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$1 Million Approved for Work on Halprin’s Heritage Park Plaza

April 13,2020

See full Cultural Landscape Foundation article here.

On Tuesday, April 7, 2020, the Fort Worth City Council approved $1 million for design work related to the rehabilitation of Heritage Park Plaza in Fort Worth, Texas. As noted in the Fort Worth Star-Telegram, the plan is “to reopen the park in time for the city’s 175th anniversary in 2024.” Designed by landscape architect Lawrence Halprin, Heritage Park Plaza was built as part of the 1976 U.S. Bicentennial Celebration to commemorate the city's founding as the Camp Worth military post in 1849.

Located on a bluff overlooking the Trinity River, this Modernist half-acre park comprises interconnected, terraced concrete pathways, geometric rooms, and flowing water channels. But after suffering from years of deferred maintenance, Heritage Park was closed to the public in September 2007. The following year, TCLF enrolled Heritage Park Plaza as a Landslide site and included it in Marvels of Modernism, a thematic Landslide report and exhibition.

An initiative to repair and reopen the plaza resulted in the landscape’s listing in the National Register of Historic Places, in 2010, under the category of landscape architecture. Five years of discussions—in which TCLF was a constant participant—about how best to approach restoring the landmark followed the designation process. In 2015 Downtown Fort Worth Initiatives, Inc., collaborating with the City of Fort Worth, began work on a formal rehabilitation plan. In 2016 TCLF highlighted the park once again, including it in the Landslide report and exhibition The Landscape Architecture of Lawrence Halprin.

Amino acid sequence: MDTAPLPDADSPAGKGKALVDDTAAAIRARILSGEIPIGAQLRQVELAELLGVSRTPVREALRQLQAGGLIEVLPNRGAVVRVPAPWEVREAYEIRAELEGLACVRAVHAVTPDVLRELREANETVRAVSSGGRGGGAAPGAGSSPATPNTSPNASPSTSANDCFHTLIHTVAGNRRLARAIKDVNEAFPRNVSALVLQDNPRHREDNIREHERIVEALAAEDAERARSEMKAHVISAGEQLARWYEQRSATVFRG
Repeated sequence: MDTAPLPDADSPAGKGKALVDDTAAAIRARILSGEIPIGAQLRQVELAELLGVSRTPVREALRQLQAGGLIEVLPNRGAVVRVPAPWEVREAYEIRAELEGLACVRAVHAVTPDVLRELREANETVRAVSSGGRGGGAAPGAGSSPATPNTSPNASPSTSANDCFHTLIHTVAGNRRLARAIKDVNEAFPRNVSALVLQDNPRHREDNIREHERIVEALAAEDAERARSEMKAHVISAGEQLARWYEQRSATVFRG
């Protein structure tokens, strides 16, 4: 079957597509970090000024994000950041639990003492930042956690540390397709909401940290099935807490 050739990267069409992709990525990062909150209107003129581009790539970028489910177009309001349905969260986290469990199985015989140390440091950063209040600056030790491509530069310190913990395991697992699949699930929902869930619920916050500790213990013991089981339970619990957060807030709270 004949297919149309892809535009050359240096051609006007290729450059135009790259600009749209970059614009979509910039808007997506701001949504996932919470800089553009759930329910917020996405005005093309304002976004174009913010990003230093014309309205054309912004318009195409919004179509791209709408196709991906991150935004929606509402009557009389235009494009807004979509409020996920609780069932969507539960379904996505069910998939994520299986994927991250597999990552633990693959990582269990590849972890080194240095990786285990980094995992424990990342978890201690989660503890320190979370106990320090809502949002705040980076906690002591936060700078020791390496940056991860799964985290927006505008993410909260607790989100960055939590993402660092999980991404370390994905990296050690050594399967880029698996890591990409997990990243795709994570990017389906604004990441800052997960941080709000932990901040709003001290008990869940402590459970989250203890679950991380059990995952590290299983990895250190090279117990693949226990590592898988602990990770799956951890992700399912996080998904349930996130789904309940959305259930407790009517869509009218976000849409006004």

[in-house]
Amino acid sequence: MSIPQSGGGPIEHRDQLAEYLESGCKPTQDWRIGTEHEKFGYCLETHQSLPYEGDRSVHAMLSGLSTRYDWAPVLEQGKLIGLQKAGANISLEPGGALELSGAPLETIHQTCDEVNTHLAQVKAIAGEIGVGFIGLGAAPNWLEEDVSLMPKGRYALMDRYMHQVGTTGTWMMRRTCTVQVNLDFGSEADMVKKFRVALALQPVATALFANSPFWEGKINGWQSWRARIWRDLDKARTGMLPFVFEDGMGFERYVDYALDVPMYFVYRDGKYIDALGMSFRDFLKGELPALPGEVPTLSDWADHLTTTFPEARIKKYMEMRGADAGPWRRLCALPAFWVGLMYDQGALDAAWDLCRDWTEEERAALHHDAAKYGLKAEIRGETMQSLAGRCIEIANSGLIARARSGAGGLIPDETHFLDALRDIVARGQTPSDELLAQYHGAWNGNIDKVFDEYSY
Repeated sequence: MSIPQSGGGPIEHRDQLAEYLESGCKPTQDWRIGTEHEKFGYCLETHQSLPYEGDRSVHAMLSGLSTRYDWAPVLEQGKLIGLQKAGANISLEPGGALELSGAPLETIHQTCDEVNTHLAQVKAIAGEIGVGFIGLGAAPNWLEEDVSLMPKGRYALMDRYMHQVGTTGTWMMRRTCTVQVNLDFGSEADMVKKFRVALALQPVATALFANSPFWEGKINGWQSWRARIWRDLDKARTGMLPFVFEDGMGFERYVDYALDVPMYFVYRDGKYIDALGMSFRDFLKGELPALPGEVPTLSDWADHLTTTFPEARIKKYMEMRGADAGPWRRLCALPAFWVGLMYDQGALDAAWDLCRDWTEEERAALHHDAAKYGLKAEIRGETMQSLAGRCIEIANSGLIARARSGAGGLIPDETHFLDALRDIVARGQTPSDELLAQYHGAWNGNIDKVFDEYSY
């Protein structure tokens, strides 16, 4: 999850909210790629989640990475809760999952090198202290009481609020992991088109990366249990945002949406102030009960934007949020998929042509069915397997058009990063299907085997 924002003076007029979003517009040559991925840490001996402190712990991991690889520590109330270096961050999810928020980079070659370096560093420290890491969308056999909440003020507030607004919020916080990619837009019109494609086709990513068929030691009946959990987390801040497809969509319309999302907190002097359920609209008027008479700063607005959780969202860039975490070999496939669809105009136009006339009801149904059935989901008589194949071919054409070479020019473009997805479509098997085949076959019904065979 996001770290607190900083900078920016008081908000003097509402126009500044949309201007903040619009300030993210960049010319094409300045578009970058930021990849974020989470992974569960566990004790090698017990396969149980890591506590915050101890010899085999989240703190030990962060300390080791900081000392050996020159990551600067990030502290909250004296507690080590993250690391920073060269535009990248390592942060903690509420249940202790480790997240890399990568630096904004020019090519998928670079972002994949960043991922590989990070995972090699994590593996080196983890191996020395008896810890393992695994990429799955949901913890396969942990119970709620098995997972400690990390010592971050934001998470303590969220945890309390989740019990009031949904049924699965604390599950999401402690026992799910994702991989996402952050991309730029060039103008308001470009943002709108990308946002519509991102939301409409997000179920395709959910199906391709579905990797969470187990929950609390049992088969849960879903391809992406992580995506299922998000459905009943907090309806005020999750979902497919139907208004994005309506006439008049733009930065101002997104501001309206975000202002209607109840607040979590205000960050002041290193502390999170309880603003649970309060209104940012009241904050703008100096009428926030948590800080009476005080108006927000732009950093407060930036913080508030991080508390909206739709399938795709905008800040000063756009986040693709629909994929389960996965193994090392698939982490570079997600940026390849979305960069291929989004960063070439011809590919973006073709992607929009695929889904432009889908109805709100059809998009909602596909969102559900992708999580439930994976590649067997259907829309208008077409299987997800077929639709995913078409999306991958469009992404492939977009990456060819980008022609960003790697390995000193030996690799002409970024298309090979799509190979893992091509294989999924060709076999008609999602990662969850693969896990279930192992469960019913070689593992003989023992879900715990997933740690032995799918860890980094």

“The reopening of the park and the completion of Halprin’s vision to connect downtown Fort Worth to the river is an important initiative for our city,” said Michael Bennett, principal and chief executive officer of Bennett-Benner Partners, Architects + Planners. Bennett’s firm is leading a team of consultants, including Michael Vergason Landscape Architects, in efforts to rehabilitate the park and strengthen its relationship with the Trinity River. “The plan enjoys broad support from the private sector, charitable foundations, and numerous public entities,” Bennett said.